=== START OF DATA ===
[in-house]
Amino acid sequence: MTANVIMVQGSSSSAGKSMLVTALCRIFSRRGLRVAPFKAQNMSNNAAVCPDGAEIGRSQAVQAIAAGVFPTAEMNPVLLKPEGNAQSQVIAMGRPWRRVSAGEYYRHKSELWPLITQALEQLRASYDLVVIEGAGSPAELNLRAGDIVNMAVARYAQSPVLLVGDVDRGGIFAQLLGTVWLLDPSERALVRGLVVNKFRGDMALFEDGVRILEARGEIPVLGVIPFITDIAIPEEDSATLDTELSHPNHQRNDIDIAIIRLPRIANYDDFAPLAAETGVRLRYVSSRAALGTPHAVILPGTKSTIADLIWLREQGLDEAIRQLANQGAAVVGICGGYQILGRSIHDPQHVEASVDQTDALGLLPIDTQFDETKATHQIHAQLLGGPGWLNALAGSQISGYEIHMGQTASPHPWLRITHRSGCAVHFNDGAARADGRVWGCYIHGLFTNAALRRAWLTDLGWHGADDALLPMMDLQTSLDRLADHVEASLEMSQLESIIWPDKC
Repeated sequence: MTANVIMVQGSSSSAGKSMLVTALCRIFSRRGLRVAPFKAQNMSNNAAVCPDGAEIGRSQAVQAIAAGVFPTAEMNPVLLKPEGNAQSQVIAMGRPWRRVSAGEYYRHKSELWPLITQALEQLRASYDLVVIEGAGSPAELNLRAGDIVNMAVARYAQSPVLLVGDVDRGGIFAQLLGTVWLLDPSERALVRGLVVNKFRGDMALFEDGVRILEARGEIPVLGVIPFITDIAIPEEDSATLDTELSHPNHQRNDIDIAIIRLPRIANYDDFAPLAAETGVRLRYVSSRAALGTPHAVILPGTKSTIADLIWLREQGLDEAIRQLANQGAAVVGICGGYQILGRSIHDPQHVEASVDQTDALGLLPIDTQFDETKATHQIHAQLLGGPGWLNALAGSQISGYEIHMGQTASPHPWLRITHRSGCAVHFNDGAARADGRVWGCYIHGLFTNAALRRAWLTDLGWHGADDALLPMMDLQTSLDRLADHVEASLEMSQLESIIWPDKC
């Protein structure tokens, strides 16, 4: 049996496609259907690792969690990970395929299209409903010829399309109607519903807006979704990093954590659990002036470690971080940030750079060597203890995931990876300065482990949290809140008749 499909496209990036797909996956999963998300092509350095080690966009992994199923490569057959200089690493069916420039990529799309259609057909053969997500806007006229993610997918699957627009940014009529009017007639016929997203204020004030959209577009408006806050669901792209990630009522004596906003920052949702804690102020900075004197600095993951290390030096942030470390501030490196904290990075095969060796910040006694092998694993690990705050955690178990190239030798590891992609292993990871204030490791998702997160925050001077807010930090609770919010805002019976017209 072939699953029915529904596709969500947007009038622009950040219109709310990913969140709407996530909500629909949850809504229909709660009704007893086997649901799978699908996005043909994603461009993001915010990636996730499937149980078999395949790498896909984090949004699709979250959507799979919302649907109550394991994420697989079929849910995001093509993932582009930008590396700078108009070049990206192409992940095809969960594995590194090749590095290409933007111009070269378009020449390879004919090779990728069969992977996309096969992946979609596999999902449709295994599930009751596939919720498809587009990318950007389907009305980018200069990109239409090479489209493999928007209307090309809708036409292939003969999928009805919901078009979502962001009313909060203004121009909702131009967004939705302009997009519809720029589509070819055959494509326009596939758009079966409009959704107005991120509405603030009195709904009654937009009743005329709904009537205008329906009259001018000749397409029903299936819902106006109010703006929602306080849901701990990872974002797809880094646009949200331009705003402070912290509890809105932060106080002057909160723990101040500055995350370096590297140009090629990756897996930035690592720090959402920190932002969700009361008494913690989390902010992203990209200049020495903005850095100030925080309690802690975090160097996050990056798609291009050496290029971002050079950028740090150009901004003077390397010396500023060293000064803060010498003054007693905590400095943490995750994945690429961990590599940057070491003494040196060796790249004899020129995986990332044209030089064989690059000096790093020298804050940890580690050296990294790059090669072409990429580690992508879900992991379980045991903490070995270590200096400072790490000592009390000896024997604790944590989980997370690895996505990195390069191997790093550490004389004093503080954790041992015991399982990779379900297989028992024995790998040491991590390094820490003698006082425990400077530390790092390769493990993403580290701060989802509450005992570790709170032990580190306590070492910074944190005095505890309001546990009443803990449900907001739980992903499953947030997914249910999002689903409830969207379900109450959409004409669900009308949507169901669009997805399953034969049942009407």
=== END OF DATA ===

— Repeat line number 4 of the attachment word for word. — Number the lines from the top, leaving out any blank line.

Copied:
């Protein structure tokens, strides 16, 4: 049996496609259907690792969690990970395929299209409903010829399309109607519903807006979704990093954590659990002036470690971080940030750079060597203890995931990876300065482990949290809140008749 499909496209990036797909996956999963998300092509350095080690966009992994199923490569057959200089690493069916420039990529799309259609057909053969997500806007006229993610997918699957627009940014009529009017007639016929997203204020004030959209577009408006806050669901792209990630009522004596906003920052949702804690102020900075004197600095993951290390030096942030470390501030490196904290990075095969060796910040006694092998694993690990705050955690178990190239030798590891992609292993990871204030490791998702997160925050001077807010930090609770919010805002019976017209 072939699953029915529904596709969500947007009038622009950040219109709310990913969140709407996530909500629909949850809504229909709660009704007893086997649901799978699908996005043909994603461009993001915010990636996730499937149980078999395949790498896909984090949004699709979250959507799979919302649907109550394991994420697989079929849910995001093509993932582009930008590396700078108009070049990206192409992940095809969960594995590194090749590095290409933007111009070269378009020449390879004919090779990728069969992977996309096969992946979609596999999902449709295994599930009751596939919720498809587009990318950007389907009305980018200069990109239409090479489209493999928007209307090309809708036409292939003969999928009805919901078009979502962001009313909060203004121009909702131009967004939705302009997009519809720029589509070819055959494509326009596939758009079966409009959704107005991120509405603030009195709904009654937009009743005329709904009537205008329906009259001018000749397409029903299936819902106006109010703006929602306080849901701990990872974002797809880094646009949200331009705003402070912290509890809105932060106080002057909160723990101040500055995350370096590297140009090629990756897996930035690592720090959402920190932002969700009361008494913690989390902010992203990209200049020495903005850095100030925080309690802690975090160097996050990056798609291009050496290029971002050079950028740090150009901004003077390397010396500023060293000064803060010498003054007693905590400095943490995750994945690429961990590599940057070491003494040196060796790249004899020129995986990332044209030089064989690059000096790093020298804050940890580690050296990294790059090669072409990429580690992508879900992991379980045991903490070995270590200096400072790490000592009390000896024997604790944590989980997370690895996505990195390069191997790093550490004389004093503080954790041992015991399982990779379900297989028992024995790998040491991590390094820490003698006082425990400077530390790092390769493990993403580290701060989802509450005992570790709170032990580190306590070492910074944190005095505890309001546990009443803990449900907001739980992903499953947030997914249910999002689903409830969207379900109450959409004409669900009308949507169901669009997805399953034969049942009407």